News & Politics

After Claiming He's 'Not a Fan,' Biden Forms a Commission to PACK the Supreme Court

AP Photo/J. Scott Applewhite

Joe Biden has begun staffing a commission that would examine reforming the Supreme Court and the federal court system. The commission will supposedly be bipartisan, but we all know which side will be in the majority.

Biden floated the idea of a commission to study reforming the Supreme Court during the confirmation of Amy Coney Barrett. At that time, the radical left was advocating to put more justices on the court to flip its ideological makeup to make it friendlier to the radical liberal social agenda.

Biden said at the time he was “not a fan” of court-packing. He said in 2019 that he opposed the idea. But now that he’s president and beholden to the radicals for his election victory, it’s time to pay up.

Politico:

The commission will be housed under the purview of the White House Counsel’s office and filled out with the behind-the-scenes help of the Biden campaign’s lawyer Bob Bauer, who will co-chair the commission. Its specific mandate is still being decided. But, in a signal that the commission is indeed moving ahead, some members have already been selected, according to multiple people familiar with the discussions.

Among those who will be on the commission are Cristina Rodríguez, a professor at Yale Law School and a former deputy assistant attorney general in the Obama Department of Justice, who will join Bauer as co-chair. Caroline Fredrickson, the former president of the American Constitution Society, and Jack Goldsmith, a Harvard Law School professor and a former assistant attorney general in the Bush Department of Justice, will also serve on the commission, those familiar with discussions said.

Fredrickson, a respected constitutional lawyer, had this to say about packing the court.

Fredrickson has hinted that she is intellectually supportive of ideas like court expansion. In 2019, she said in an interview with Eric Lesh, the executive director of the LGBT Bar Association and Foundation of Greater New York: “I often point out to people who aren’t lawyers that the Supreme Court is not defined as ‘nine person body’ in the Constitution, and it has changed size many times.”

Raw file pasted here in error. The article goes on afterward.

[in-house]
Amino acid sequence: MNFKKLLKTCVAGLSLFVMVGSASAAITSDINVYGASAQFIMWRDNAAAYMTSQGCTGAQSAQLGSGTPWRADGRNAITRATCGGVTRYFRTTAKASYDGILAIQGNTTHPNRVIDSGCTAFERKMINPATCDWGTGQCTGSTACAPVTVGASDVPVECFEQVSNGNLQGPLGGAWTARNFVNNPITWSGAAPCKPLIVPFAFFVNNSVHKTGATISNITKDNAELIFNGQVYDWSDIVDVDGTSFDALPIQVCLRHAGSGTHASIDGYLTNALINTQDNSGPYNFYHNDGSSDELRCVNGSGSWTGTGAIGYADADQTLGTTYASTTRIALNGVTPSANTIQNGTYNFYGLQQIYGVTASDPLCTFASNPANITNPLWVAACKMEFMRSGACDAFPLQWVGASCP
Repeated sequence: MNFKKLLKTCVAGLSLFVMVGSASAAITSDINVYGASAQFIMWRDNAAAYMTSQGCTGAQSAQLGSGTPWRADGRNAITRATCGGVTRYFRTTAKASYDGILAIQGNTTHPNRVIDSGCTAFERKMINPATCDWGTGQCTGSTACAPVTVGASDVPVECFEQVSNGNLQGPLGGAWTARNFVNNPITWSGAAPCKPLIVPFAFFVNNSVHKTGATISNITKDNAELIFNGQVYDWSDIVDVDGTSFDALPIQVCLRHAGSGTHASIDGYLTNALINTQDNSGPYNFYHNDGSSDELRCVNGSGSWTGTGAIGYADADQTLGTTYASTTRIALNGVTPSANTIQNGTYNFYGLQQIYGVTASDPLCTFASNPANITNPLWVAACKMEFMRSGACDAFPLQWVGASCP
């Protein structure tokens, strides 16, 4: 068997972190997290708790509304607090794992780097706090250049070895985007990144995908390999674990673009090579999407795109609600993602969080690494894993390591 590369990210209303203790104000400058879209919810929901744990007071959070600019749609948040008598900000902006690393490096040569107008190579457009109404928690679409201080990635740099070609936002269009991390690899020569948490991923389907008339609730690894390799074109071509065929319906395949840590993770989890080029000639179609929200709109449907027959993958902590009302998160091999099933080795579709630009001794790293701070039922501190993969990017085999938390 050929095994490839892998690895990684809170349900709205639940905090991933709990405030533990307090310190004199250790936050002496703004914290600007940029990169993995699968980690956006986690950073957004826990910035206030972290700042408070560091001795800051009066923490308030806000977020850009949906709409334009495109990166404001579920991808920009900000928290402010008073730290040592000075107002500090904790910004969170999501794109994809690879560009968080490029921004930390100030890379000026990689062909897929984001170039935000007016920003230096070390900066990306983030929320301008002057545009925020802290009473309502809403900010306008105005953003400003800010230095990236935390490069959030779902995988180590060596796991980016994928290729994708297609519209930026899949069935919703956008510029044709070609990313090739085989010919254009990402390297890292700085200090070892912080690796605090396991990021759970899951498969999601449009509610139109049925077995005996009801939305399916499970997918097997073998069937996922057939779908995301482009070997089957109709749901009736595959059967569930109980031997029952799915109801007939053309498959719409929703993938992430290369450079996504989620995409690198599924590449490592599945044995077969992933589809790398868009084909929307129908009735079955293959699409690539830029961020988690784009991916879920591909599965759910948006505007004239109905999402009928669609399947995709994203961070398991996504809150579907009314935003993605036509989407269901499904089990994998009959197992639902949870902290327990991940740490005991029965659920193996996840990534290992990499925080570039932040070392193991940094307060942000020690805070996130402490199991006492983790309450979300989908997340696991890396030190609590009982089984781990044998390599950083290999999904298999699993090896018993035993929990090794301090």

This is very true and the federal judiciary certainly could do with some reforms. But the Supreme Court is the primary battleground in the culture war. We can pretend it’s “above politics” but everyone knows it isn’t. It’s besotted with politics and the political calculation of the left is simple: if they can’t get the American people to elect a radical president whose term coincides with Supreme Court openings, they’ll just manufacture a new court with more justices who will rule the way they want them to.

At bottom, this is about the left not getting their way and changing the rules to bend the court to their political will. What they can’t do at the ballot box, they will do in the courts.

I really wish Joe Biden had had the political courage to say he would pack the court with more liberals if he was elected. Then, the American people would have had a say in how the court was constructed. If the people thought more justices were needed they could have voted for Biden. If they didn’t, they could have voted for Trump.

As it is, Biden will try and effect change through the subterfuge of a commission set up to satisfy his radical left base.

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